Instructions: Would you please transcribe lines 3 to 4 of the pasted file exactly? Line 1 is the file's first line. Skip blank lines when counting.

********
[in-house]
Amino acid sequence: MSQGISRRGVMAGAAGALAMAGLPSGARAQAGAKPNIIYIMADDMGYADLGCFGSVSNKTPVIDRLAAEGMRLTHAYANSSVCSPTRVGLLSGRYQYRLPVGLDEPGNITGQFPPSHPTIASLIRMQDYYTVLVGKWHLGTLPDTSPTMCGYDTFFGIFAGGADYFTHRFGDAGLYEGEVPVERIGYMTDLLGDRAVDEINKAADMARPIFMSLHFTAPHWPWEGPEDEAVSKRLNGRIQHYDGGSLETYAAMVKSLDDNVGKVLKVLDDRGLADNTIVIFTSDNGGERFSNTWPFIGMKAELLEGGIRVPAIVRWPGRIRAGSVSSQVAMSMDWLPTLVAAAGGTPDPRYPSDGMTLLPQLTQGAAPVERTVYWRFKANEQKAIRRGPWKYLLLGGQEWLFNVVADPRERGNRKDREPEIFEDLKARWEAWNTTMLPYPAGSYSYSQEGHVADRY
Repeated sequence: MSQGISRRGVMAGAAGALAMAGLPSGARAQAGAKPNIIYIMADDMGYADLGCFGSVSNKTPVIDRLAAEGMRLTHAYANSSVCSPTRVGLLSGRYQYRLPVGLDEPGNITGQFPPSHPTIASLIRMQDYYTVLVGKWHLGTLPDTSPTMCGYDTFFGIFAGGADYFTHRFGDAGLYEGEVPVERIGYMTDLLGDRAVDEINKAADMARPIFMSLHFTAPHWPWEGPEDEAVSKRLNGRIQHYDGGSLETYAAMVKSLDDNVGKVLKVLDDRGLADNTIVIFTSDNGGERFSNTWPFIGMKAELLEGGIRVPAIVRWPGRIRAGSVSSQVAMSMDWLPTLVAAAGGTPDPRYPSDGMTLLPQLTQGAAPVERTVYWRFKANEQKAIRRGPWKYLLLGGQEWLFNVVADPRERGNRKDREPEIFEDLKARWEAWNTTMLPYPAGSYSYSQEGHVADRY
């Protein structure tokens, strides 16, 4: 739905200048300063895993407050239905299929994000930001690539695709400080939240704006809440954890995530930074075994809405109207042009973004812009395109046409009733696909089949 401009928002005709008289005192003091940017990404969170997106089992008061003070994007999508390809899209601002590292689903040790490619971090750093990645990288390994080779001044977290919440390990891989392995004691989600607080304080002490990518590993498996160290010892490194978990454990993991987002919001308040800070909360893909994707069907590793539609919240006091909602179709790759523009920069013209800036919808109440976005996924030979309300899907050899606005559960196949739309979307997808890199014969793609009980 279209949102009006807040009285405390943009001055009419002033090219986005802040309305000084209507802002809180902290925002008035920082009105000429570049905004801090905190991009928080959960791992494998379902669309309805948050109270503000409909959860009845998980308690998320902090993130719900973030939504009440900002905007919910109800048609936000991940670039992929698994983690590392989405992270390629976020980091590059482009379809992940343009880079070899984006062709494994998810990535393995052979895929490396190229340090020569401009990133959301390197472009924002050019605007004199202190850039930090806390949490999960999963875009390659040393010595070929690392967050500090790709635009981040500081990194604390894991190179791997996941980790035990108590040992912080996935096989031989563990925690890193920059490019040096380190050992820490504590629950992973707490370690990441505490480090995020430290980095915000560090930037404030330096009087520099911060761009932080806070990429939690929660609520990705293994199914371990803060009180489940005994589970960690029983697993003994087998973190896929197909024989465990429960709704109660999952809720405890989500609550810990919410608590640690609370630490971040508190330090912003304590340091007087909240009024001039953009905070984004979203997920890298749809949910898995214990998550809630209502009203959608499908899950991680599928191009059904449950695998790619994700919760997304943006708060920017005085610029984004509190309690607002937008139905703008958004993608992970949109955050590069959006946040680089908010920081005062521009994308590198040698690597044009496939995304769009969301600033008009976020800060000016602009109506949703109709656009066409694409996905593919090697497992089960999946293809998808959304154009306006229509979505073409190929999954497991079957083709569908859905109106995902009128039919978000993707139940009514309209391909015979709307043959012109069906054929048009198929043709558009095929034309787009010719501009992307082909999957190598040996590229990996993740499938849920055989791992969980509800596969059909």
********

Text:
Repeated sequence: MSQGISRRGVMAGAAGALAMAGLPSGARAQAGAKPNIIYIMADDMGYADLGCFGSVSNKTPVIDRLAAEGMRLTHAYANSSVCSPTRVGLLSGRYQYRLPVGLDEPGNITGQFPPSHPTIASLIRMQDYYTVLVGKWHLGTLPDTSPTMCGYDTFFGIFAGGADYFTHRFGDAGLYEGEVPVERIGYMTDLLGDRAVDEINKAADMARPIFMSLHFTAPHWPWEGPEDEAVSKRLNGRIQHYDGGSLETYAAMVKSLDDNVGKVLKVLDDRGLADNTIVIFTSDNGGERFSNTWPFIGMKAELLEGGIRVPAIVRWPGRIRAGSVSSQVAMSMDWLPTLVAAAGGTPDPRYPSDGMTLLPQLTQGAAPVERTVYWRFKANEQKAIRRGPWKYLLLGGQEWLFNVVADPRERGNRKDREPEIFEDLKARWEAWNTTMLPYPAGSYSYSQEGHVADRY
């Protein structure tokens, strides 16, 4: 739905200048300063895993407050239905299929994000930001690539695709400080939240704006809440954890995530930074075994809405109207042009973004812009395109046409009733696909089949 401009928002005709008289005192003091940017990404969170997106089992008061003070994007999508390809899209601002590292689903040790490619971090750093990645990288390994080779001044977290919440390990891989392995004691989600607080304080002490990518590993498996160290010892490194978990454990993991987002919001308040800070909360893909994707069907590793539609919240006091909602179709790759523009920069013209800036919808109440976005996924030979309300899907050899606005559960196949739309979307997808890199014969793609009980 279209949102009006807040009285405390943009001055009419002033090219986005802040309305000084209507802002809180902290925002008035920082009105000429570049905004801090905190991009928080959960791992494998379902669309309805948050109270503000409909959860009845998980308690998320902090993130719900973030939504009440900002905007919910109800048609936000991940670039992929698994983690590392989405992270390629976020980091590059482009379809992940343009880079070899984006062709494994998810990535393995052979895929490396190229340090020569401009990133959301390197472009924002050019605007004199202190850039930090806390949490999960999963875009390659040393010595070929690392967050500090790709635009981040500081990194604390894991190179791997996941980790035990108590040992912080996935096989031989563990925690890193920059490019040096380190050992820490504590629950992973707490370690990441505490480090995020430290980095915000560090930037404030330096009087520099911060761009932080806070990429939690929660609520990705293994199914371990803060009180489940005994589970960690029983697993003994087998973190896929197909024989465990429960709704109660999952809720405890989500609550810990919410608590640690609370630490971040508190330090912003304590340091007087909240009024001039953009905070984004979203997920890298749809949910898995214990998550809630209502009203959608499908899950991680599928191009059904449950695998790619994700919760997304943006708060920017005085610029984004509190309690607002937008139905703008958004993608992970949109955050590069959006946040680089908010920081005062521009994308590198040698690597044009496939995304769009969301600033008009976020800060000016602009109506949703109709656009066409694409996905593919090697497992089960999946293809998808959304154009306006229509979505073409190929999954497991079957083709569908859905109106995902009128039919978000993707139940009514309209391909015979709307043959012109069906054929048009198929043709558009095929034309787009010719501009992307082909999957190598040996590229990996993740499938849920055989791992969980509800596969059909």